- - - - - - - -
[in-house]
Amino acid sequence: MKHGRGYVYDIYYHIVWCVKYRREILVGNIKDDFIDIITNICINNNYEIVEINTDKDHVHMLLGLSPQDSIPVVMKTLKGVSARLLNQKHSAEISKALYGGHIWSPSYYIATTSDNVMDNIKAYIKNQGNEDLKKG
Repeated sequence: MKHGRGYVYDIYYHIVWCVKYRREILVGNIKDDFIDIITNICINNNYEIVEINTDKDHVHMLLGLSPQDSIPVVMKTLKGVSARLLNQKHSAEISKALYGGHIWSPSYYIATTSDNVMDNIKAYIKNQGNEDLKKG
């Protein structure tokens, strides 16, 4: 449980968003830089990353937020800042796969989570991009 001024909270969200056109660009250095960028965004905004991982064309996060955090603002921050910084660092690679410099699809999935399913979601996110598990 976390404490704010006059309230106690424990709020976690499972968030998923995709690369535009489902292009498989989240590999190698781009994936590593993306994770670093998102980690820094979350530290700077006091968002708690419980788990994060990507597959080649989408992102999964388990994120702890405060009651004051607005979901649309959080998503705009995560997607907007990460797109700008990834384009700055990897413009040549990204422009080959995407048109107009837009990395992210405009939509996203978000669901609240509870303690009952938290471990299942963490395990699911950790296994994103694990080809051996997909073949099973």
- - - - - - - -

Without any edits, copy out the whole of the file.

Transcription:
[in-house]
Amino acid sequence: MKHGRGYVYDIYYHIVWCVKYRREILVGNIKDDFIDIITNICINNNYEIVEINTDKDHVHMLLGLSPQDSIPVVMKTLKGVSARLLNQKHSAEISKALYGGHIWSPSYYIATTSDNVMDNIKAYIKNQGNEDLKKG
Repeated sequence: MKHGRGYVYDIYYHIVWCVKYRREILVGNIKDDFIDIITNICINNNYEIVEINTDKDHVHMLLGLSPQDSIPVVMKTLKGVSARLLNQKHSAEISKALYGGHIWSPSYYIATTSDNVMDNIKAYIKNQGNEDLKKG
């Protein structure tokens, strides 16, 4: 449980968003830089990353937020800042796969989570991009 001024909270969200056109660009250095960028965004905004991982064309996060955090603002921050910084660092690679410099699809999935399913979601996110598990 976390404490704010006059309230106690424990709020976690499972968030998923995709690369535009489902292009498989989240590999190698781009994936590593993306994770670093998102980690820094979350530290700077006091968002708690419980788990994060990507597959080649989408992102999964388990994120702890405060009651004051607005979901649309959080998503705009995560997607907007990460797109700008990834384009700055990897413009040549990204422009080959995407048109107009837009990395992210405009939509996203978000669901609240509870303690009952938290471990299942963490395990699911950790296994994103694990080809051996997909073949099973």